That new-home feeling is fantastic no matter where you live. But when your previous home was infested by rats, flooded by rain or swept away by storms, it's even better. Meet three mums who can't stop smiling at the thought of moving day.
07 Jan, 2019
In July 2017, Compassion donors from all over the world generously donated to help build a home for single mum Annet and her toddler triplets, plus seven other families in her community of Businya, Uganda. Meet Evelyn, Eunice and Nafula: three of the incredible mums.
“I won’t be able to stop grinning”: Mama Eunice
Mama Eunice, 25, lives with her children Briton, David, Elvis, Patricia, and Sandra.
My husband told me he was going to look for a job. He never came back. He’s never sent assistance. I was abandoned with five children aged two to 10 years old.
By the time he left, our house was in a bad state; there was no grass on top [of our roof]. The rains came and destroyed our house, so I didn’t have anywhere to sleep with the children. I was so troubled. I had a lot of sorrow in me.
I didn’t even have a place to sleep that night with our five children, so we were forced to sleep in our neighbour’s home. In the morning, I went straight to the Compassion project to tell them that I have nowhere to sleep with the children. The project came and assessed the situation. Since there was already a proposal in to build our family a new home but the money had not come through yet, they said they would mobilise resources and put this house up for me. It was made in one week. It is very basic and was made quickly, but it is a placeholder until the proposal from Compassion is approved to build our family a new home.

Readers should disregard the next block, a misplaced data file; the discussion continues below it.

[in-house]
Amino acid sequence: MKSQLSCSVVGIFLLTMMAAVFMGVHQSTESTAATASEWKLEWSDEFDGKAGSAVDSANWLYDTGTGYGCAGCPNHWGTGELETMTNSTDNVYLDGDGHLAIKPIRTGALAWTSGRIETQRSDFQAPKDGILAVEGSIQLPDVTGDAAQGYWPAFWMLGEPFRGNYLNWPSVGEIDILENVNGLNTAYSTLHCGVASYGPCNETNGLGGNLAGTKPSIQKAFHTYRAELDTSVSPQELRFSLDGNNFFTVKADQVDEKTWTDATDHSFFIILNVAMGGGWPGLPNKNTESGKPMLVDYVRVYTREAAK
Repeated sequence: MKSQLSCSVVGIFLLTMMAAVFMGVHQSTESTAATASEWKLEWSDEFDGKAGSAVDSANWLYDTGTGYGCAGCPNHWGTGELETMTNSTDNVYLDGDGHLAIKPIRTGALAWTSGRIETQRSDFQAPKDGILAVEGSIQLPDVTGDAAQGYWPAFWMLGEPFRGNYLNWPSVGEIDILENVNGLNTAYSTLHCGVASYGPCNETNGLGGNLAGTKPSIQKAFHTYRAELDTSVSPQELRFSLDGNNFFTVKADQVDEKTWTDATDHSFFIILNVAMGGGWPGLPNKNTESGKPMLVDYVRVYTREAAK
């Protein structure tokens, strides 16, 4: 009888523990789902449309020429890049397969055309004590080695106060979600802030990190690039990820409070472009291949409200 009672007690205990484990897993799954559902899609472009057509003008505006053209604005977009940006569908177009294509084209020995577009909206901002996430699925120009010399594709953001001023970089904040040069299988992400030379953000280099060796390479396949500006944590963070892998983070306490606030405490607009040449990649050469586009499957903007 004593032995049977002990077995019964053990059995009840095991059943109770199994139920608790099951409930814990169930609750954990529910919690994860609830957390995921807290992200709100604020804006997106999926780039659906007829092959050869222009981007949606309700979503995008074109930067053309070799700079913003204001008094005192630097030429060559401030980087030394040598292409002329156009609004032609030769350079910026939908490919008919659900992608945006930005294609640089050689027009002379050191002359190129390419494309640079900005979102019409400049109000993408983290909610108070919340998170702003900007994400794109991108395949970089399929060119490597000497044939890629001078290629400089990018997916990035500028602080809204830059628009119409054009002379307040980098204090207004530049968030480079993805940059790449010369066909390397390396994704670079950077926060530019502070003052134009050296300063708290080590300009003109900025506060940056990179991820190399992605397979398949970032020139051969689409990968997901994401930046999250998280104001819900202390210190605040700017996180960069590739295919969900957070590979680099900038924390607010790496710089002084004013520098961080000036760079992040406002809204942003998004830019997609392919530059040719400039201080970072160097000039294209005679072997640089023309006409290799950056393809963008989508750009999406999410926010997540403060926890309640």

Compassion joined hands with the church and they helped me. I felt there were people who understood what I was going through; people who could support me. I felt a lot of joy. I can’t wait for our family’s new home. My home will look so cute; I won’t be able to stop grinning! I’ll be sleeping in a house that I never expected. As a single mother, I will have a home to myself; we will be secure. We won’t have to pay rent [we cannot afford].
“I will no longer have rats defecating on me in the night”: Mama Evelyn
Mama Evelyn, 35, lives with her husband Peter and their six children.
I’ve lived in this home for approximately 20 years with my husband and our six children. All of them were born in this village and have grown up in this house. Now they are a bit older, it’s just my husband and I who sleep in this hut and the kids sleep in another hut nearby. The oldest is 18 years and the youngest is six years old. There are three boys and three girls. My second-born child, Yona, is 15 years old and has been a member of the Compassion project since he was five years old.
When I turned 30, I began feeling pain in my stomach, so I went to the hospital. I found out I had cervical cancer. At that point, I went to the Compassion office to tell them that I needed help. We could not have afforded treatment. Compassion began paying for all the medical bills. It was a shock to find out I had cancer at such a young age.
I felt pain all over. My heart would pump unevenly. When I went for my operation, my children knew I would die. They had lost hope. But I had confidence in God. The operation was successful; they removed the cancer. I no longer feel any pain. If it was not for Compassion, I would be dead because of cancer.